Global consultancy McKinsey & Company has agreed to pay nearly $600 million to settle claims by US states that the company contributed to the opioid crisis in the country by advising drug makers to market the painkillers aggressively.
The settlement with 49 states, the District of Columbia and five territories was announced on Thursday. It would avert civil lawsuits that attorneys general could bring against McKinsey, the Wall Street Journal reported.
The consulting firm allegedly suggested ways to “turbocharge” sales of Purdue Pharma’s OxyContin painkiller at a time when the legal market for the opioid-based medicine was shrinking due to a wave of negative publicity, Bloomberg cited the Massachusetts Attorney General as saying.
However, McKinsey said its work for Purdue was to support the legal use of opioids even as state and local governments sue companies involved in every part of the opioid supply chain.
At least 400,000 people have died in the US from overdoses of legal and illegal opioids since 1999, according to federal government data.
While some companies have reached deals with individual states to avoid trials, the McKinsey settlement marks the first nationwide opioid pact to emerge out of the flood of litigation that began in 2017. A larger $26 billion deal with three drug distributors and Johnson & Johnson has been in the works for more than a year but is still being negotiated, according to the WSJ report.
New York-based McKinsey will pay about 80 per cent of the money immediately to beef up treatment programmes and bolster police budgets strained by excessive abuse of the addictive painkillers. The rest of the amount will be paid over a period of four years, Bloomberg reported.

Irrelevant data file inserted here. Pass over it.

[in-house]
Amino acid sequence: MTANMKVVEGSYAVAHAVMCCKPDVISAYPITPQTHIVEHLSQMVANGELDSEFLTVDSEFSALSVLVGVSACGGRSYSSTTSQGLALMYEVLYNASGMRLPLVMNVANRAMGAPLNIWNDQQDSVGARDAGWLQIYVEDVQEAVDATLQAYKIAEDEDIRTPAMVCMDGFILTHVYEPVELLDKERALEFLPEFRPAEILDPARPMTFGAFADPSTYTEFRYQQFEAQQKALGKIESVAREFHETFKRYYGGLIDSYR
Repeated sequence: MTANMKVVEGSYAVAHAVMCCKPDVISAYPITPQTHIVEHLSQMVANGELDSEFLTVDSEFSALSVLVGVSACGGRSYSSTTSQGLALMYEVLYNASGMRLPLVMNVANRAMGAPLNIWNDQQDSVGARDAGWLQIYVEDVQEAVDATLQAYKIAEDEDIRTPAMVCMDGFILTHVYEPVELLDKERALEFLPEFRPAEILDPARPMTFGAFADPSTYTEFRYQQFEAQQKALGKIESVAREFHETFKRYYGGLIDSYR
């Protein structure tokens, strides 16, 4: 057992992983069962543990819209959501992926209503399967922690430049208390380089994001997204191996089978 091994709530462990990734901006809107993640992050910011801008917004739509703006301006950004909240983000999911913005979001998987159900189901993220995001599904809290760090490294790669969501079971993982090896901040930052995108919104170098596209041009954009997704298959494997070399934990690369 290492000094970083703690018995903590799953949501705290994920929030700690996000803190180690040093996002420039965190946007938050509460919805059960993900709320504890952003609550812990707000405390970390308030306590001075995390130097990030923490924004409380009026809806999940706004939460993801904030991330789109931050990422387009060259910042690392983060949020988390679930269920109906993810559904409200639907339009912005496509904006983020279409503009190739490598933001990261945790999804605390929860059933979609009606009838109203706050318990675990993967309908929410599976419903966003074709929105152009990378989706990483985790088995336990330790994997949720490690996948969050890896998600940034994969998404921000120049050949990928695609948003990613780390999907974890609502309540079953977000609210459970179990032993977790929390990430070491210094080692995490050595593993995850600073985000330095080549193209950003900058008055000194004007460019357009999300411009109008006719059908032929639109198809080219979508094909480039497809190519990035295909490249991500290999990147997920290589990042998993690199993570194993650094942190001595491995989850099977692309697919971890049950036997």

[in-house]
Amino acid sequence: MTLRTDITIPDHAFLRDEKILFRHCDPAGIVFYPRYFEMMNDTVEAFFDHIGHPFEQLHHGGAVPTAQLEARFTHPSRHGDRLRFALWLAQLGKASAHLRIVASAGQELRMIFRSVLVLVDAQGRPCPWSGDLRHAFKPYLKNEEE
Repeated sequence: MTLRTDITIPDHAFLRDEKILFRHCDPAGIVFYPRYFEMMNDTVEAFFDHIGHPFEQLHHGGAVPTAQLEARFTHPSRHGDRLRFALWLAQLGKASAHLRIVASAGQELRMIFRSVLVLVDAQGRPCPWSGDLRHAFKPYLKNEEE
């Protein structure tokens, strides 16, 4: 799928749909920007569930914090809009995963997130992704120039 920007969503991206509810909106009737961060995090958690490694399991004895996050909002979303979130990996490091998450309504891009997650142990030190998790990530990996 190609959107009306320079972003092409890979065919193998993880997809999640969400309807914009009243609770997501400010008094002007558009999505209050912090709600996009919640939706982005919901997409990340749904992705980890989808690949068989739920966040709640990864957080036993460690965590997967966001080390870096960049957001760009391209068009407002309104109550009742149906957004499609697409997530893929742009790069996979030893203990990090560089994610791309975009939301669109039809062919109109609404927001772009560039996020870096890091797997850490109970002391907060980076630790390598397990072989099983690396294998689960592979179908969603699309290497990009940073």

The consultancy company said that the Attorneys General of the states recognised McKinsey's "good faith and responsible corporate citizenship in reaching this resolution."
Kevin Sneader, Global Managing Partner of McKinsey, said: "We chose to resolve this matter in order to provide fast, meaningful support to communities across the United States. We deeply regret that we did not adequately acknowledge the tragic consequences of the epidemic unfolding in our communities. With this agreement, we hope to be part of the solution to the opioid crisis in the US."
McKinsey will retain emails for five years and disclose potential conflicts of interest when bidding for state contracts. In a move similar to the tobacco industry settlements decades ago, it will put tens of thousands of pages of documents related to its opioid work onto a publicly available database, the New York Times reported.
More than 3,000 state and local governments have targeted opioid makers and distributors in hopes of recouping billions in tax dollars spent dealing with the fallout of the US opioid epidemic. Many of the municipalities’ suits have been consolidated before a federal judge in Cleveland.
In December, McKinsey officials issued a formal apology for their work with opioid makers and distributors. “We recognise that we did not adequately acknowledge the epidemic unfolding in our communities or the terrible impact of opioid misuse,” McKinsey said on its website.
The amount McKinsey is paying is substantially more than it earned from opioid-related work with Purdue or Johnson & Johnson, Endo International and Mallinckrodt Pharmaceuticals, its other opioid-maker clients, according to the New York Times report
The settlement is hugely significant because it shatters the distance that McKinsey – which argues that it only makes recommendations – puts between its advice and its clients’ actions. For decades, the firm has avoided legal liability for high-profile failures of some clients, the paper cited a former partner at the firm, as saying.
McKinsey is the 35th-largest private company in the US with revenue worth $10.5bn in 2019, Forbes estimates. It has offices in more than 130 cities and 65 countries, according to its website.